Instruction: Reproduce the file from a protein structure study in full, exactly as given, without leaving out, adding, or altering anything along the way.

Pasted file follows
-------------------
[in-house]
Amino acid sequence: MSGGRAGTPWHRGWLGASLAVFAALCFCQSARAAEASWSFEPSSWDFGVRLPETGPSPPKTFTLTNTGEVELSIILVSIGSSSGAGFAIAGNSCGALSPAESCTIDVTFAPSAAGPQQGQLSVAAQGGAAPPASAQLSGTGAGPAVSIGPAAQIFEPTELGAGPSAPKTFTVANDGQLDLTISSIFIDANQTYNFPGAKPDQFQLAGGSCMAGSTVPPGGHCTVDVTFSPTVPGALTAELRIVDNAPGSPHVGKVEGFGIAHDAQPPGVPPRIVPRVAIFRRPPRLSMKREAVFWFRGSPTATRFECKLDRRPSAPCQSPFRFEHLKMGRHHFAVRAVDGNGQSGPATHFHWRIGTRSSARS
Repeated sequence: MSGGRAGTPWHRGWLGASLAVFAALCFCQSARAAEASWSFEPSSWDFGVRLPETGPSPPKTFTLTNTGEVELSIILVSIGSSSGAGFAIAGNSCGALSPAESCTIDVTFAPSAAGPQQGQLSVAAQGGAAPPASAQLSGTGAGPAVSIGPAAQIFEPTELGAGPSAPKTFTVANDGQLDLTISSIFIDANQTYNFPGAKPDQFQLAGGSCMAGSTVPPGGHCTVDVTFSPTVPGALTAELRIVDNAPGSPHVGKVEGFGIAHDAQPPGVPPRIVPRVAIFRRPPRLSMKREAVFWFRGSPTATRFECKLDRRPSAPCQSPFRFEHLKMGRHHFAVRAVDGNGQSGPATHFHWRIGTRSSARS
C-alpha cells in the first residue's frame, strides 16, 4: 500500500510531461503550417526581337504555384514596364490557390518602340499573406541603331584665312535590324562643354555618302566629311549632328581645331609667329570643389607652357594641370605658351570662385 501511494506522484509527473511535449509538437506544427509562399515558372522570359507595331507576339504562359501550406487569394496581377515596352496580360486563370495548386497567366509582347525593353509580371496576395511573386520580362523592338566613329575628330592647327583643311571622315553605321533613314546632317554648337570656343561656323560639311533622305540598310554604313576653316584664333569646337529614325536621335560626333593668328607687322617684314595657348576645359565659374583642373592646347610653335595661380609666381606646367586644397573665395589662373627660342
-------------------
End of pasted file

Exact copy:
[in-house]
Amino acid sequence: MSGGRAGTPWHRGWLGASLAVFAALCFCQSARAAEASWSFEPSSWDFGVRLPETGPSPPKTFTLTNTGEVELSIILVSIGSSSGAGFAIAGNSCGALSPAESCTIDVTFAPSAAGPQQGQLSVAAQGGAAPPASAQLSGTGAGPAVSIGPAAQIFEPTELGAGPSAPKTFTVANDGQLDLTISSIFIDANQTYNFPGAKPDQFQLAGGSCMAGSTVPPGGHCTVDVTFSPTVPGALTAELRIVDNAPGSPHVGKVEGFGIAHDAQPPGVPPRIVPRVAIFRRPPRLSMKREAVFWFRGSPTATRFECKLDRRPSAPCQSPFRFEHLKMGRHHFAVRAVDGNGQSGPATHFHWRIGTRSSARS
Repeated sequence: MSGGRAGTPWHRGWLGASLAVFAALCFCQSARAAEASWSFEPSSWDFGVRLPETGPSPPKTFTLTNTGEVELSIILVSIGSSSGAGFAIAGNSCGALSPAESCTIDVTFAPSAAGPQQGQLSVAAQGGAAPPASAQLSGTGAGPAVSIGPAAQIFEPTELGAGPSAPKTFTVANDGQLDLTISSIFIDANQTYNFPGAKPDQFQLAGGSCMAGSTVPPGGHCTVDVTFSPTVPGALTAELRIVDNAPGSPHVGKVEGFGIAHDAQPPGVPPRIVPRVAIFRRPPRLSMKREAVFWFRGSPTATRFECKLDRRPSAPCQSPFRFEHLKMGRHHFAVRAVDGNGQSGPATHFHWRIGTRSSARS
C-alpha cells in the first residue's frame, strides 16, 4: 500500500510531461503550417526581337504555384514596364490557390518602340499573406541603331584665312535590324562643354555618302566629311549632328581645331609667329570643389607652357594641370605658351570662385 501511494506522484509527473511535449509538437506544427509562399515558372522570359507595331507576339504562359501550406487569394496581377515596352496580360486563370495548386497567366509582347525593353509580371496576395511573386520580362523592338566613329575628330592647327583643311571622315553605321533613314546632317554648337570656343561656323560639311533622305540598310554604313576653316584664333569646337529614325536621335560626333593668328607687322617684314595657348576645359565659374583642373592646347610653335595661380609666381606646367586644397573665395589662373627660342